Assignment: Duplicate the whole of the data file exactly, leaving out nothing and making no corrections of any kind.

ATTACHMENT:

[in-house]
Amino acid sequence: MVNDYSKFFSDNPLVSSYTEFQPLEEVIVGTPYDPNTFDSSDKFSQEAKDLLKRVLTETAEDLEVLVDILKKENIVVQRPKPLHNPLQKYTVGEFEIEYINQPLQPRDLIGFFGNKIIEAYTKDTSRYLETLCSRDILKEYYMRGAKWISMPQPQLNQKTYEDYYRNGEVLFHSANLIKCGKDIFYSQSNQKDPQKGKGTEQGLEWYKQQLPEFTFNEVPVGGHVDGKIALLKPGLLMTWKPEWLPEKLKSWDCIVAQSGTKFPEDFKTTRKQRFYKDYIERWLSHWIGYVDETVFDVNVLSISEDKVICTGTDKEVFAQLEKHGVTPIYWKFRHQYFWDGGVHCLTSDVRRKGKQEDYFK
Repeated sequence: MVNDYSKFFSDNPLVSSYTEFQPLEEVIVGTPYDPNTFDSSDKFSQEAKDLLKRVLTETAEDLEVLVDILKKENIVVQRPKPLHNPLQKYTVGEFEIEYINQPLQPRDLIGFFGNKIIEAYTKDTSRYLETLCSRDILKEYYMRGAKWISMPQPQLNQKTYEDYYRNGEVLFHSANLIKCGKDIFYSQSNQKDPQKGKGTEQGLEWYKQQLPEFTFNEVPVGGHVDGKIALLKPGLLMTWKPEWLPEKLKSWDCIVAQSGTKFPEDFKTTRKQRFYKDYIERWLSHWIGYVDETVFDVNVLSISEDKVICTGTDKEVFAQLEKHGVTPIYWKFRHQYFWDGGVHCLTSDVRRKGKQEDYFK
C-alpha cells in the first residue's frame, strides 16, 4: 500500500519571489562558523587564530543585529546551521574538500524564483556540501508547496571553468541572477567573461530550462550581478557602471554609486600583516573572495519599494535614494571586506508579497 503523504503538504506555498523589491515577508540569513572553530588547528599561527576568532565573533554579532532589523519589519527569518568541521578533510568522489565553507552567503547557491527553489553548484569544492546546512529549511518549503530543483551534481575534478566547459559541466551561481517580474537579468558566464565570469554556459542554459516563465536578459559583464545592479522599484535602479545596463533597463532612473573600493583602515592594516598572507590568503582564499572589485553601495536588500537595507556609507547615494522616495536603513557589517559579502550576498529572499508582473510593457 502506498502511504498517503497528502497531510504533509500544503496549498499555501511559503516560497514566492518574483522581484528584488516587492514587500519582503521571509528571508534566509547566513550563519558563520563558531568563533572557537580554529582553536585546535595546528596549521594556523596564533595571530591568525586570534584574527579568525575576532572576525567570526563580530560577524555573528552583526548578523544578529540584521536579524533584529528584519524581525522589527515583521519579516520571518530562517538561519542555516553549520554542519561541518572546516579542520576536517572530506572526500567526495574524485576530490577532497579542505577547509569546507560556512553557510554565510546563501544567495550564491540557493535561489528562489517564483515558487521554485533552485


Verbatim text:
[in-house]
Amino acid sequence: MVNDYSKFFSDNPLVSSYTEFQPLEEVIVGTPYDPNTFDSSDKFSQEAKDLLKRVLTETAEDLEVLVDILKKENIVVQRPKPLHNPLQKYTVGEFEIEYINQPLQPRDLIGFFGNKIIEAYTKDTSRYLETLCSRDILKEYYMRGAKWISMPQPQLNQKTYEDYYRNGEVLFHSANLIKCGKDIFYSQSNQKDPQKGKGTEQGLEWYKQQLPEFTFNEVPVGGHVDGKIALLKPGLLMTWKPEWLPEKLKSWDCIVAQSGTKFPEDFKTTRKQRFYKDYIERWLSHWIGYVDETVFDVNVLSISEDKVICTGTDKEVFAQLEKHGVTPIYWKFRHQYFWDGGVHCLTSDVRRKGKQEDYFK
Repeated sequence: MVNDYSKFFSDNPLVSSYTEFQPLEEVIVGTPYDPNTFDSSDKFSQEAKDLLKRVLTETAEDLEVLVDILKKENIVVQRPKPLHNPLQKYTVGEFEIEYINQPLQPRDLIGFFGNKIIEAYTKDTSRYLETLCSRDILKEYYMRGAKWISMPQPQLNQKTYEDYYRNGEVLFHSANLIKCGKDIFYSQSNQKDPQKGKGTEQGLEWYKQQLPEFTFNEVPVGGHVDGKIALLKPGLLMTWKPEWLPEKLKSWDCIVAQSGTKFPEDFKTTRKQRFYKDYIERWLSHWIGYVDETVFDVNVLSISEDKVICTGTDKEVFAQLEKHGVTPIYWKFRHQYFWDGGVHCLTSDVRRKGKQEDYFK
C-alpha cells in the first residue's frame, strides 16, 4: 500500500519571489562558523587564530543585529546551521574538500524564483556540501508547496571553468541572477567573461530550462550581478557602471554609486600583516573572495519599494535614494571586506508579497 503523504503538504506555498523589491515577508540569513572553530588547528599561527576568532565573533554579532532589523519589519527569518568541521578533510568522489565553507552567503547557491527553489553548484569544492546546512529549511518549503530543483551534481575534478566547459559541466551561481517580474537579468558566464565570469554556459542554459516563465536578459559583464545592479522599484535602479545596463533597463532612473573600493583602515592594516598572507590568503582564499572589485553601495536588500537595507556609507547615494522616495536603513557589517559579502550576498529572499508582473510593457 502506498502511504498517503497528502497531510504533509500544503496549498499555501511559503516560497514566492518574483522581484528584488516587492514587500519582503521571509528571508534566509547566513550563519558563520563558531568563533572557537580554529582553536585546535595546528596549521594556523596564533595571530591568525586570534584574527579568525575576532572576525567570526563580530560577524555573528552583526548578523544578529540584521536579524533584529528584519524581525522589527515583521519579516520571518530562517538561519542555516553549520554542519561541518572546516579542520576536517572530506572526500567526495574524485576530490577532497579542505577547509569546507560556512553557510554565510546563501544567495550564491540557493535561489528562489517564483515558487521554485533552485